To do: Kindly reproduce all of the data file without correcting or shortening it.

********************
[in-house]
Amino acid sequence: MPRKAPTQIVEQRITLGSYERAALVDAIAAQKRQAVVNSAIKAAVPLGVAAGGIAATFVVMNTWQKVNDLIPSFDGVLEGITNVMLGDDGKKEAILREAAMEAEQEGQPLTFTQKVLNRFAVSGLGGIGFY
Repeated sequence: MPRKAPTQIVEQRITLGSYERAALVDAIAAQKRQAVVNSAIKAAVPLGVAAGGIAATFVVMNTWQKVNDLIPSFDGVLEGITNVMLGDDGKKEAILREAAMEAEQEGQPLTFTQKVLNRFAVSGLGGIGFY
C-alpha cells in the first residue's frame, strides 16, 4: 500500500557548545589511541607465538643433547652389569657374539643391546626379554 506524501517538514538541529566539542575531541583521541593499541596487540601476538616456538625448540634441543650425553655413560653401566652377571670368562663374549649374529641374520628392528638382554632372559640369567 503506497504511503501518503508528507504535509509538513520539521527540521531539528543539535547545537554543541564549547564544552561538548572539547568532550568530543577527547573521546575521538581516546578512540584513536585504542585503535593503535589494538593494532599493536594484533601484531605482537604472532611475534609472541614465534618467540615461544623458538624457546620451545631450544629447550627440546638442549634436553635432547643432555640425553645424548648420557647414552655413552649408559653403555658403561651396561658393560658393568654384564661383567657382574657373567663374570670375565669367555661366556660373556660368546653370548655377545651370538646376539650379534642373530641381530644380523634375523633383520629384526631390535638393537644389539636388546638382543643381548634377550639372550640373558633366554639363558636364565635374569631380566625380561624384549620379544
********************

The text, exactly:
[in-house]
Amino acid sequence: MPRKAPTQIVEQRITLGSYERAALVDAIAAQKRQAVVNSAIKAAVPLGVAAGGIAATFVVMNTWQKVNDLIPSFDGVLEGITNVMLGDDGKKEAILREAAMEAEQEGQPLTFTQKVLNRFAVSGLGGIGFY
Repeated sequence: MPRKAPTQIVEQRITLGSYERAALVDAIAAQKRQAVVNSAIKAAVPLGVAAGGIAATFVVMNTWQKVNDLIPSFDGVLEGITNVMLGDDGKKEAILREAAMEAEQEGQPLTFTQKVLNRFAVSGLGGIGFY
C-alpha cells in the first residue's frame, strides 16, 4: 500500500557548545589511541607465538643433547652389569657374539643391546626379554 506524501517538514538541529566539542575531541583521541593499541596487540601476538616456538625448540634441543650425553655413560653401566652377571670368562663374549649374529641374520628392528638382554632372559640369567 503506497504511503501518503508528507504535509509538513520539521527540521531539528543539535547545537554543541564549547564544552561538548572539547568532550568530543577527547573521546575521538581516546578512540584513536585504542585503535593503535589494538593494532599493536594484533601484531605482537604472532611475534609472541614465534618467540615461544623458538624457546620451545631450544629447550627440546638442549634436553635432547643432555640425553645424548648420557647414552655413552649408559653403555658403561651396561658393560658393568654384564661383567657382574657373567663374570670375565669367555661366556660373556660368546653370548655377545651370538646376539650379534642373530641381530644380523634375523633383520629384526631390535638393537644389539636388546638382543643381548634377550639372550640373558633366554639363558636364565635374569631380566625380561624384549620379544